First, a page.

So, in other words, in order to do the right thing, she had to trick the patient by doing the wrong thing. Why is that? Because naturopathy is so rooted in prescientific vitalism and pseudoscience that it demands the wrong thing and actively opposes the right thing. Worse, that’s what the patients want. They are drawn to this wrong thing (wrong from a medical and scientific standpoint). As Steve Novella described so accurately, naturopathy is a delusion. As Mark Crislip describes, the ignorance of naturopaths can result in the deaths of patients. As Kimball Atwood described, naturopathy is pseudoscience and prescientific vitalism. As I myself have described, it’s naturopathy versus science, with naturopathy being a a hodge-podge of mostly unscientific treatment modalities based on vitalism and other prescientific notions of disease. As a result, typical naturopaths are more than happy in essence to “pick one from column A and one from column B” when it comes to pseudoscience, mixing and matching treatments including traditional Chinese medicine, homeopathy, herbalism, Ayurvedic medicine, applied kinesiology, anthroposophical medicine, reflexology, craniosacral therapy, Bowen Technique, and pretty much any other form of unscientific or prescientific medicine that you can imagine. If you don’t believe me, I could show you a veritable plethora of examples culled from naturopath websites.

Unfortunately, of all the forms of alternative medicine, naturopathy has arguably been the most successful at making a bid for respectability. Indeed, seventeen states, plus the District of Columbia and the U.S. Territories Puerto Rico and the Virgin Islands, license naturopaths. As documented by Jann Bellamy and the Society for Science-Based Medicine, naturopaths are constantly looking to expand that roster. Last year they succeeded (to an extent) in Maryland, but didn’t get anywhere near all that they wanted. They’ll be back, no doubt, to try to remedy that. They’re always back. They tried recently in my own state of Michigan, but the bill appears to have gone nowhere.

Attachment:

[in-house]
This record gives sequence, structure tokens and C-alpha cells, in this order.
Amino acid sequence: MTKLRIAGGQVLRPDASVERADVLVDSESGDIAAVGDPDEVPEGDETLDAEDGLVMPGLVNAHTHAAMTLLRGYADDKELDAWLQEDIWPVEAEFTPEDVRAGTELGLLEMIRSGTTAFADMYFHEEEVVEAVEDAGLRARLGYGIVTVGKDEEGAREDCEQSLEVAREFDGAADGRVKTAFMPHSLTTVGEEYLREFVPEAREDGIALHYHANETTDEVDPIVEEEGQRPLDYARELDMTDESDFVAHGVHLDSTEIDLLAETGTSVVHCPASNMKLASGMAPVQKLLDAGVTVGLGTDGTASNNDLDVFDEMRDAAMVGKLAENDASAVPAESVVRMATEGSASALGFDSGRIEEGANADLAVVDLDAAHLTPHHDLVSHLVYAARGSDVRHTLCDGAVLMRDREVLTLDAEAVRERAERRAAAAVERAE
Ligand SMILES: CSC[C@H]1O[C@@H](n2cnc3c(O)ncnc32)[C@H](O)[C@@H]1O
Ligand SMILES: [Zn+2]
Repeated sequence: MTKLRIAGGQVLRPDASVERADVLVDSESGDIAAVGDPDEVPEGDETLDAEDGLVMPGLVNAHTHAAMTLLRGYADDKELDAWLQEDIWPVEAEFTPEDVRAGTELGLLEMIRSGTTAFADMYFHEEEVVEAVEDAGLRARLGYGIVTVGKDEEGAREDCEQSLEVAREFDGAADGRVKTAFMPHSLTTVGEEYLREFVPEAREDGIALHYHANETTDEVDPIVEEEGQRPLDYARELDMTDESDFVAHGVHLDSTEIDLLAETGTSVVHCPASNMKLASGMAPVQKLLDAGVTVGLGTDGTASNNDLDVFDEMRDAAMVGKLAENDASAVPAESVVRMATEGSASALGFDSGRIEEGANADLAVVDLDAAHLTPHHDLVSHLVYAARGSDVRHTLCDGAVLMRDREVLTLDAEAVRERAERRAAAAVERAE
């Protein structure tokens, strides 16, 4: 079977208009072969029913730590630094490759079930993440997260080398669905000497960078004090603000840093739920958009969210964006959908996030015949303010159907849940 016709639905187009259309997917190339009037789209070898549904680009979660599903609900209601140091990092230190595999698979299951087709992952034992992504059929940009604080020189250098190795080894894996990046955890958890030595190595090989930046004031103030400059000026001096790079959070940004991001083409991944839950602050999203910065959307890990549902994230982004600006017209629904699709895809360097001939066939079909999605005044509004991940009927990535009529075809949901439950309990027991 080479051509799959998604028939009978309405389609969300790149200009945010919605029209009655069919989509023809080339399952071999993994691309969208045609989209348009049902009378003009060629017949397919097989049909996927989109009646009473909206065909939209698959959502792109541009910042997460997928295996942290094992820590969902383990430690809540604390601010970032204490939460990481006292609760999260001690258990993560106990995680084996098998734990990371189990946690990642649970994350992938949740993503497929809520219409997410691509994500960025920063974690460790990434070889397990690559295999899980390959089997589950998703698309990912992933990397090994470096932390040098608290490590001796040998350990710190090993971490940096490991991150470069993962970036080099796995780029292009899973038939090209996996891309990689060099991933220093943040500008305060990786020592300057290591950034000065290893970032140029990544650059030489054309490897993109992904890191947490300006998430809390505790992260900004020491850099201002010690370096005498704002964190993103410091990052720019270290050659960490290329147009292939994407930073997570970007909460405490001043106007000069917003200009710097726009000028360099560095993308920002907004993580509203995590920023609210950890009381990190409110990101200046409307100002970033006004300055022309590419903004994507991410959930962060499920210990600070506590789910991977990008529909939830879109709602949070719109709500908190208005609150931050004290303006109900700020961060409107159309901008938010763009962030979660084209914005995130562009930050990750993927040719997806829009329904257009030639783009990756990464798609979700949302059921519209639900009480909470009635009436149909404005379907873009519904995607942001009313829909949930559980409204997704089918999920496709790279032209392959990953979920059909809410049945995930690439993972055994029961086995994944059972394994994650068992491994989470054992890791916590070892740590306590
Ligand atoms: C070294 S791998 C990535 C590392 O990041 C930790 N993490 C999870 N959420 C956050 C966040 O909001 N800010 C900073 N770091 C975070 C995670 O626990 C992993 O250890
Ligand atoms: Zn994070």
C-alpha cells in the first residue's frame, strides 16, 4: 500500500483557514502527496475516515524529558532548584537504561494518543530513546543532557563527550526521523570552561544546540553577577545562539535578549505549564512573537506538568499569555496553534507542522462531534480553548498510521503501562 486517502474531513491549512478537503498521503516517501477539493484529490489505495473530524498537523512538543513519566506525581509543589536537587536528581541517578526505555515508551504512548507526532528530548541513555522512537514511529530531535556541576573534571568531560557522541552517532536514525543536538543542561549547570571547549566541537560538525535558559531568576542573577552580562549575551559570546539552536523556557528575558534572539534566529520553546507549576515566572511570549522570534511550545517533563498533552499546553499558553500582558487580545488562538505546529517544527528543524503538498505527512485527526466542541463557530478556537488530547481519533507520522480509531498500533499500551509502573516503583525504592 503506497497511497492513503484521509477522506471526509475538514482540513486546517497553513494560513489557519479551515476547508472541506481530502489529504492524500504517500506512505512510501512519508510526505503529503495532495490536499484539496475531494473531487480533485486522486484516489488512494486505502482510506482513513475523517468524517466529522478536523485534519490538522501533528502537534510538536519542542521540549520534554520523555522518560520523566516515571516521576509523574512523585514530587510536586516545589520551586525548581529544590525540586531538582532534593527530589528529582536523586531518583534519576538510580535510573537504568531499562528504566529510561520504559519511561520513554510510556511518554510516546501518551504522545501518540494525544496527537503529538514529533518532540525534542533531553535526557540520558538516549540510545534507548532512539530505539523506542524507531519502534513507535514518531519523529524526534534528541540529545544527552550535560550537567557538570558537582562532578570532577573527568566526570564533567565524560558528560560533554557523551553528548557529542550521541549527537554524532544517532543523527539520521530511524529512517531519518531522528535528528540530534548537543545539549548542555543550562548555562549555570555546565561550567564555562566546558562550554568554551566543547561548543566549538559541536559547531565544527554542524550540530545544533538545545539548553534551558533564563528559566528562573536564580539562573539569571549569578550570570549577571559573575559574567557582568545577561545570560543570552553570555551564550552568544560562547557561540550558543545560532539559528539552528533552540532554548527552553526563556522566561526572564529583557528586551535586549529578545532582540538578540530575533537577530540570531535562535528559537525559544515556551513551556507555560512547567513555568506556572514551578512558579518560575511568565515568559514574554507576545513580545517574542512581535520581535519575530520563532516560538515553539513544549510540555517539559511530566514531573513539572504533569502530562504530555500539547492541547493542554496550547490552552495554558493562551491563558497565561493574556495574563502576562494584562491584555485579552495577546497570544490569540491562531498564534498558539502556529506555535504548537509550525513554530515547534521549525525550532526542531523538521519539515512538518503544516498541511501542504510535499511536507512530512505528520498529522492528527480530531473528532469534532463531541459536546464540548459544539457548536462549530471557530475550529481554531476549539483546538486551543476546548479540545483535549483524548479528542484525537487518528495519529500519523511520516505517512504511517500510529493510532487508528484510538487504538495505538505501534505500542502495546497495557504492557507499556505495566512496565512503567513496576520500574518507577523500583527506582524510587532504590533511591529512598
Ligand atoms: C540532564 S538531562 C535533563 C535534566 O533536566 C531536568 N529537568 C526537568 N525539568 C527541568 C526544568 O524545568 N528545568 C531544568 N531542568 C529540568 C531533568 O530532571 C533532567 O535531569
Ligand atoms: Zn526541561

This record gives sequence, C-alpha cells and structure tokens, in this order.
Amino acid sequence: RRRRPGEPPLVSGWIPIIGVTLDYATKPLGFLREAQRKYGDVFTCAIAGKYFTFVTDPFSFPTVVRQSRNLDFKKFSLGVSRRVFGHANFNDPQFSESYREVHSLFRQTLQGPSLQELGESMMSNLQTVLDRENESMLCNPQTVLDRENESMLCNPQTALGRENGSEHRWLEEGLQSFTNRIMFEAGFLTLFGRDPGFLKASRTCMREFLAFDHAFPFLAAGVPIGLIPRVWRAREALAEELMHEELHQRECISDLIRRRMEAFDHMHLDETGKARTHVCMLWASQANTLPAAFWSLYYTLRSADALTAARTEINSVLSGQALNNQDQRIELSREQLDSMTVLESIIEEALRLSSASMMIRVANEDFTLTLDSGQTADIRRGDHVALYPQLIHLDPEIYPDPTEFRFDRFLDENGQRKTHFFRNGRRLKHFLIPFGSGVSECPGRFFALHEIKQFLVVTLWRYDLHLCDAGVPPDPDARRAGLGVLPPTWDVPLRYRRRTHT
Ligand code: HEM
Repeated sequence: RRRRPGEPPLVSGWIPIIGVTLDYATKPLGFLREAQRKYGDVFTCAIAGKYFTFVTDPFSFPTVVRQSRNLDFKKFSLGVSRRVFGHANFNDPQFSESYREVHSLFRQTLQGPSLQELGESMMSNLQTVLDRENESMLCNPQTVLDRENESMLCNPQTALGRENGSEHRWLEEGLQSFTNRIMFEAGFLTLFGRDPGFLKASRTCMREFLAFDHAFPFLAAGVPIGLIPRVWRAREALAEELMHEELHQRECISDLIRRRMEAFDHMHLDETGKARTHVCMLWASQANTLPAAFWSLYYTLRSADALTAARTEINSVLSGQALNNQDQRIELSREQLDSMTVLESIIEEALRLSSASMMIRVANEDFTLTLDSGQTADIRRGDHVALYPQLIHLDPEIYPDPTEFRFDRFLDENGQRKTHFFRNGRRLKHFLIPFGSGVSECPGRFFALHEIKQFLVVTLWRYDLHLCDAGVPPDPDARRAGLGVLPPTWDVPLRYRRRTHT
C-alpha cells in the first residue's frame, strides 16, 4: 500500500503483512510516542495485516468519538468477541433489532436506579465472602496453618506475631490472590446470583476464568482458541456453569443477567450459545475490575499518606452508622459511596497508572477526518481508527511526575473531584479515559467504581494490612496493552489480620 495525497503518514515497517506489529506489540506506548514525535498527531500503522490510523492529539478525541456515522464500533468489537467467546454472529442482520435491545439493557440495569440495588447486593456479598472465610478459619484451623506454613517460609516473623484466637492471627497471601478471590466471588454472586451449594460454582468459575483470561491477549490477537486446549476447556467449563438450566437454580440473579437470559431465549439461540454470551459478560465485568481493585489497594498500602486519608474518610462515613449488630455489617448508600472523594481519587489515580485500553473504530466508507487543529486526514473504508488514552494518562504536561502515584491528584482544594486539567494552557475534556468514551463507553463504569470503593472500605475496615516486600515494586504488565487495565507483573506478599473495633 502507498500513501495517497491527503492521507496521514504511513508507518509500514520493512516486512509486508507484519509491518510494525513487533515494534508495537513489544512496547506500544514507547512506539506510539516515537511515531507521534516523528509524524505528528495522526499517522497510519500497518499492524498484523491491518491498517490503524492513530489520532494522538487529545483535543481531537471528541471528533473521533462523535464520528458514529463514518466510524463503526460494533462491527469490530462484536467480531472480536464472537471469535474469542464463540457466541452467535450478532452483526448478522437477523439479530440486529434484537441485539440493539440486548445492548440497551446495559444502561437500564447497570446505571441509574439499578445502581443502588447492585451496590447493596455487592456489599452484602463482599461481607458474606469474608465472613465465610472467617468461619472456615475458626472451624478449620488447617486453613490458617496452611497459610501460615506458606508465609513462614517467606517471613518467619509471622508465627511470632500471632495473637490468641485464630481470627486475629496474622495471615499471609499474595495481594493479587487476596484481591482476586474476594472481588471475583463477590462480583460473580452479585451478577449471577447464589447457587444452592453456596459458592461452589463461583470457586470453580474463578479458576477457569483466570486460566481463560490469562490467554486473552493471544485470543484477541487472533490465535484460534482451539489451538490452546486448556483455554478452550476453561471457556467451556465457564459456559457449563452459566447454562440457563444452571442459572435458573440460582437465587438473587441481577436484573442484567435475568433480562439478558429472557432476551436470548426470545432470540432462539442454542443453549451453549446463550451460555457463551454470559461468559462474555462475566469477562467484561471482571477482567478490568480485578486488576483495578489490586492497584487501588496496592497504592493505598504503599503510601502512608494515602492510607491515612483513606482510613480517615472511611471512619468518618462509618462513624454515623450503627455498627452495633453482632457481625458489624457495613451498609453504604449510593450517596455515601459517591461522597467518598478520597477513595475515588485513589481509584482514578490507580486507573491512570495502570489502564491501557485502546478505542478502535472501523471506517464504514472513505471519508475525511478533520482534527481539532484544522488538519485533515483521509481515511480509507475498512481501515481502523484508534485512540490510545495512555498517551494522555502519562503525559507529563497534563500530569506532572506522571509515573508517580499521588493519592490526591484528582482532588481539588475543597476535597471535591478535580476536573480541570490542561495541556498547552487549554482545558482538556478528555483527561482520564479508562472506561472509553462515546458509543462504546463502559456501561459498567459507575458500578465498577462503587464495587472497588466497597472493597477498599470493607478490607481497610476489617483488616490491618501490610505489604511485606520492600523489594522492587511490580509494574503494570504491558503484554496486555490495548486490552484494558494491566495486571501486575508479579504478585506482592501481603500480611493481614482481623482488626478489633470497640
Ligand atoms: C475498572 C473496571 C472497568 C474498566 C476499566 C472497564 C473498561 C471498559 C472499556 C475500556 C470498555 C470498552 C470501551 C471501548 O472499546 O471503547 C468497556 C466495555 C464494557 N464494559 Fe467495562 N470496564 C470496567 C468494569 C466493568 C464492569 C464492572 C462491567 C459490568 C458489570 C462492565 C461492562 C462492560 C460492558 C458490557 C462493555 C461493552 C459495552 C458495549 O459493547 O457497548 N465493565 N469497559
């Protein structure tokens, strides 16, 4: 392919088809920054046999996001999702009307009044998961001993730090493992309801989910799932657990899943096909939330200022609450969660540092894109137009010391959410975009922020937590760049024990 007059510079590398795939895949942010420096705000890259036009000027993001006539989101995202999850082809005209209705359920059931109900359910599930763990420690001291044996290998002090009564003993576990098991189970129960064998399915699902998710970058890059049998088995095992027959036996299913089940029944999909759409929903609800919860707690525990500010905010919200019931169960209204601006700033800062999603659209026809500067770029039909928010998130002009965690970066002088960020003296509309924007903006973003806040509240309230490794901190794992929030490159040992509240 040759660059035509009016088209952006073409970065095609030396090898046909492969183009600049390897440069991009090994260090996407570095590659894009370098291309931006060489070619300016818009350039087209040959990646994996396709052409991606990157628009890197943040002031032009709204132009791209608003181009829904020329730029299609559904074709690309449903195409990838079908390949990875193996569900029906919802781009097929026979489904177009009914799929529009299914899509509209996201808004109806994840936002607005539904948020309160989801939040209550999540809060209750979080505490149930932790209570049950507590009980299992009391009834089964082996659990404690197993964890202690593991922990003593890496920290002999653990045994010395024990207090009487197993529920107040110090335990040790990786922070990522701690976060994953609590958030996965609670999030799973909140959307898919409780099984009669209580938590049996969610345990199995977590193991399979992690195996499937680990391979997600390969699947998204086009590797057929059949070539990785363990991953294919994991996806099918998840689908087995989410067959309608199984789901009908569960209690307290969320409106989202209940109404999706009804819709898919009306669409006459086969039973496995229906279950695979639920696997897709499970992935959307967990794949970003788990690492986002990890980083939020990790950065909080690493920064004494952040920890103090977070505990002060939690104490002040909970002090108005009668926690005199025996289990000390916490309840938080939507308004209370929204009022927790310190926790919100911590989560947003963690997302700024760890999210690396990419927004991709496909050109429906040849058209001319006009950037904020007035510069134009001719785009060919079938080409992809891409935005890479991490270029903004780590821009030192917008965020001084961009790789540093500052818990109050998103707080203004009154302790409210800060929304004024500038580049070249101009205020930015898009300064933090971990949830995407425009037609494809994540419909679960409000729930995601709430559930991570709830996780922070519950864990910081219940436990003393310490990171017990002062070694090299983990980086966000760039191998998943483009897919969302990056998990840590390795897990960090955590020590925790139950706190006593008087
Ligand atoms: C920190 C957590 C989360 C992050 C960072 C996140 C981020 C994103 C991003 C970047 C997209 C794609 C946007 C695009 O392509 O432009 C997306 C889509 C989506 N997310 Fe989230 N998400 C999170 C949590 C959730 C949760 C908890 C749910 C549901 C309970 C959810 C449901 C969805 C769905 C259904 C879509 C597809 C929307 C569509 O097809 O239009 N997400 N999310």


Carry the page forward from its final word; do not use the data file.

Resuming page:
Meanwhile, in academia, “integrative” medicine programs integrate the prescientific belief system that is naturopathy with science-based medicine, with depressing results (e.g., the University of Kansas and Georgetown, among others). Professional societies dedicated to “integrative medicine,” such as the Society for Integrative Oncology, allow naturopaths to be full members. Indeed, both the current President and Immediate Past President of the SIO are naturopaths, Suzanna Zick, ND, MPH and Heather Greenlee, ND, PhD. A naturopath helped write the SIO’s recent clinical guidelines for breast cancer treatment. The list goes on. Even though you can’t have naturopathy without homeopathy, the “integration” of naturopathy continues apace.

That’s why Hermes’ contribution is valuable. Indeed, just this morning, she published an Orac-length description of the training that goes into the ND degree. Her key points include that naturopathic education exists in a bubble without any real oversight and that what Bastyr and other naturopathic schools say about themselves and their programs do not jibe with reality. Most importantly, she deconstructs a common deceptive trope repeated by naturopaths to make it appear that their education is the equivalent of that of an MD by detailing what her own education included. Amusingly (and a bit disturbingly), the clinical training in physical examination was risibly lacking: